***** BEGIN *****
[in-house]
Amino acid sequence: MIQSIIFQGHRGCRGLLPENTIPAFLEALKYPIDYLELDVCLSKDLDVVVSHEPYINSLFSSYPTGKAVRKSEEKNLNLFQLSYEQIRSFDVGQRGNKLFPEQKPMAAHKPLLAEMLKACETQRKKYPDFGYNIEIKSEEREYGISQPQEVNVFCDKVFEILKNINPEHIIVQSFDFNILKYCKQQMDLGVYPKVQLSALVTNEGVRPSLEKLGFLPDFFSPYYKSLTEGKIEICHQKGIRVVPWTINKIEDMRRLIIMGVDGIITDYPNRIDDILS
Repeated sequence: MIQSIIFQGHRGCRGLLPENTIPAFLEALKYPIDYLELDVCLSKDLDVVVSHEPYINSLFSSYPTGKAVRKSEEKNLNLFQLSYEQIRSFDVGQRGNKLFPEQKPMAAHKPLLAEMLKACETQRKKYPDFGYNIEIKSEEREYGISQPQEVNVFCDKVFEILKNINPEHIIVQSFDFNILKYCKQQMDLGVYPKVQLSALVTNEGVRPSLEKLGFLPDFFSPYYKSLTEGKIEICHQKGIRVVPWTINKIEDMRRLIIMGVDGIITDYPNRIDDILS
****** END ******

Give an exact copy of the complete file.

[in-house]
Amino acid sequence: MIQSIIFQGHRGCRGLLPENTIPAFLEALKYPIDYLELDVCLSKDLDVVVSHEPYINSLFSSYPTGKAVRKSEEKNLNLFQLSYEQIRSFDVGQRGNKLFPEQKPMAAHKPLLAEMLKACETQRKKYPDFGYNIEIKSEEREYGISQPQEVNVFCDKVFEILKNINPEHIIVQSFDFNILKYCKQQMDLGVYPKVQLSALVTNEGVRPSLEKLGFLPDFFSPYYKSLTEGKIEICHQKGIRVVPWTINKIEDMRRLIIMGVDGIITDYPNRIDDILS
Repeated sequence: MIQSIIFQGHRGCRGLLPENTIPAFLEALKYPIDYLELDVCLSKDLDVVVSHEPYINSLFSSYPTGKAVRKSEEKNLNLFQLSYEQIRSFDVGQRGNKLFPEQKPMAAHKPLLAEMLKACETQRKKYPDFGYNIEIKSEEREYGISQPQEVNVFCDKVFEILKNINPEHIIVQSFDFNILKYCKQQMDLGVYPKVQLSALVTNEGVRPSLEKLGFLPDFFSPYYKSLTEGKIEICHQKGIRVVPWTINKIEDMRRLIIMGVDGIITDYPNRIDDILS